The Circulation of Knowledge, Part One of Six – Dustin O’Hara

“The Circulation of Knowledge” is a series of contributions from artist Dustin O’Hara about his collaboration with the Santa Cruz public library.

“I am interested in the boundaries of autonomous production, between where a project ends and when and with whom it begins. I am interested in citizenship, between conditions and expression. I am committed to the everyday and skeptical of institutionally rarified spaces. As an artist, I am interested in a socially engaged research-driven practice. I am interested in cooperative living, going on long walks, and the social recasting of cultural and civic infrastructure.

This essay reflects a traversal of living mythologies, a collection of moments and stories that took the form of a collaboration with the Santa Cruz public library system. The ‘material’ collected has been exhibited and archived, and within this writing I will narrate my process of engagement – a textual practice that attempts to solidify and simultaneously problematize the boundaries of where this project might begin or end. This is an attempt to frame the project in a way that foregrounds inter-dependent collaboration as it exists inseparable from an assemblage of institutions and unacknowledged historic actors.

While much of my thinking can be directly linked to a lineage of late-20th-century procedural and conceptual art practices that were concerned with an art-life relationship, I currently find the pragmatic question of how institutional and infrastructural conditions inform behavior and beliefs to be much more interesting. How do we conceptualize the relationship between individual agency, interdependence, and structural conditions? ‘Whether cast in aesthetic or social terms, freedom and expression are not opposed to obligation and care, but in fact depend upon each other…’ (Jackson 14). What stories will we hold onto? And what will be forgotten?” – Dustin O’Hara

This is the story of a retired cop car and librarians and library staff determined to go beyond the walls of the library building, operating within a political climate that has become increasingly skeptical, if not suspicious, of their function and value. Like a receding tide leaving some unlucky fish to dry, the public programs that were once considered staples of a modern democratic society are being systematically dismantled and forced to argue with each other for their own survival.

From Catherine Steele's personal photo collection. Appropriated for a series of canvas prints.

Santa Cruz Public Library Outreach is a small team that, like most of the library staff, starts their day at the library’s main office. But what distinguishes Outreach from the rest of the library staff is that rather then patrons coming to the staff and librarians, the Outreach staff goes to their patrons. Most iconically known for the Bookmobile, Outreach operates on a two-week to monthly cycle of visiting rural communities, low-income neighborhoods, senior living facilities, farm labor camps, and the county jail. Outreach uses its limited resources to account for the contexts that their patrons inhabit, making library services available to those that would otherwise not have access. Continue reading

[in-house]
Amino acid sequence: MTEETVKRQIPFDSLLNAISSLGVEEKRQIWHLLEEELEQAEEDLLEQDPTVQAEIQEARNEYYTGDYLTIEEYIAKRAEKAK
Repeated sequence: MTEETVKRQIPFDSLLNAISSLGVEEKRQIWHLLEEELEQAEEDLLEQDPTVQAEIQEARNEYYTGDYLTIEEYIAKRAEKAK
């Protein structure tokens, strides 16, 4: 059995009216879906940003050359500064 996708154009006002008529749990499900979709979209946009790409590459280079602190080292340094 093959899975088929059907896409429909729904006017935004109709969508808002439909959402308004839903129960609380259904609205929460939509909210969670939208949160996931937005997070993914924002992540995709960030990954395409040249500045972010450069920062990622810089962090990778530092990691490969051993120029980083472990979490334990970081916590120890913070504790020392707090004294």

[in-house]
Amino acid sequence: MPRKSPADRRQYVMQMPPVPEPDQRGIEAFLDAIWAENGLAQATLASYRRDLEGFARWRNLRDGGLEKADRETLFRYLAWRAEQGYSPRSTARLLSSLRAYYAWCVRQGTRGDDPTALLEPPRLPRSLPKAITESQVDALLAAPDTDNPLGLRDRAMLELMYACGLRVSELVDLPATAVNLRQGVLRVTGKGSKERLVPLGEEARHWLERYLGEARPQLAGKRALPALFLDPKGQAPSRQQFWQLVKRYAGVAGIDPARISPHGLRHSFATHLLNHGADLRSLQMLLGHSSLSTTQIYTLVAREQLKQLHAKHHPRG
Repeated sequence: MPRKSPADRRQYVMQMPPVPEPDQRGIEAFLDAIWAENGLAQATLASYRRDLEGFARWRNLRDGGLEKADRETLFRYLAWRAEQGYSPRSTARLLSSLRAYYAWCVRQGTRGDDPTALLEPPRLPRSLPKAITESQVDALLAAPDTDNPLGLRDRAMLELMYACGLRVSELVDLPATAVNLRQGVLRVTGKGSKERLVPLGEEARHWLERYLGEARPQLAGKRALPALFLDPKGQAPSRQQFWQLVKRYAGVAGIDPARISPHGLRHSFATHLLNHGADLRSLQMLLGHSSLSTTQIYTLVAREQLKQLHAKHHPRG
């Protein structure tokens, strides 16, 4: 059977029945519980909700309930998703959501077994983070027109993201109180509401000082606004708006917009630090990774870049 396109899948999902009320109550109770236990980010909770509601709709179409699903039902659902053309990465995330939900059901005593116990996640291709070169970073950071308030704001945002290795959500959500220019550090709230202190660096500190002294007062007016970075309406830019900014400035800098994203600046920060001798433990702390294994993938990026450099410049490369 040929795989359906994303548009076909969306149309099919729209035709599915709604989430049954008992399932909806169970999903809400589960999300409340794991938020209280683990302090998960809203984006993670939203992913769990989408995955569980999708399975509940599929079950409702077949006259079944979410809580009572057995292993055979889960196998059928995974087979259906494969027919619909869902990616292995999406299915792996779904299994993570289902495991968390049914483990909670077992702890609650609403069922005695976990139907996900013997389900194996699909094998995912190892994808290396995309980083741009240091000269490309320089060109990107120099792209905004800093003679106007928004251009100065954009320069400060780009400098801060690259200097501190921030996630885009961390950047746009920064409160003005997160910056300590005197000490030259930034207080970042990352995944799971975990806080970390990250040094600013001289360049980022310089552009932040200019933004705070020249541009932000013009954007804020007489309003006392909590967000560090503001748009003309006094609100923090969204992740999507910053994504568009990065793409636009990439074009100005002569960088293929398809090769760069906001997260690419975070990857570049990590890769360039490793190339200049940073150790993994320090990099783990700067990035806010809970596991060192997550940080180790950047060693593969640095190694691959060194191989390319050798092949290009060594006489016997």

Radio Valencia – Lee Tusman

In November, artist and curator Lee Tusman started a nine-month round-the-world trip to visit artists, musicians, curators, squats, pirate spaces, galleries, underground restaurants, etc. At the beginning of the trip, he spent several weeks in the San Francisco Bay area and was invited to visit Radio Valencia along with Alien Slang, a noise musician active in the Bay Area scene, for an interview between Slang and radio host DJ Bunny Whiskers.

Radio Valencia is a small community radio station centered in the Mission District of San Francisco. Founded by Chicken John and John Hell, the station began broadcasting in August 2010. As a fan of pirate radio, a past college radio DJ for 4 years at the freeform station WBRS, and as someone deeply interested in micro-broadcasting, Lee was interested in learning from the two “Johns” about how they organized the station as well as their goals for its growth. The following is Lee’s email interview with the Radio Valencia founders.

DJ Bunny Whiskers interviewing Alien Slang on Radio Valencia

Lee Tusman: How does Radio Valencia differ from other freeform or non-commercial stations like college radio?

Chicken John: Well, I don’t really know how all the other stations do it. I’ve only ever been involved in pirate radio. This station is bullshit free. No meetings, no rules. There are dues, hardly anyone pays them. So I guess it’s pretty different. It’s about radio being a device that promotes community. Radio is a collaborative artwork. Continue reading

Instructions for Eating: Serving Beer in the Gallery – Eric Steen

“Instructions for Eating” is a monthly column edited by Tracy Candido about food as a medium and eating as a social practice. Invited artists present recipes, preparation instructions, directions for hunting and gathering, lists of ingredients, etc. for public consumption. These experimental essays function as a site of learning and action: readers are encouraged to perform the instructions laid out before them. Each invited artist is asked to propose/suggest two other artists who would be well suited for the column. This creates a participant/artist driven effort. The following entry is from Eric Steen.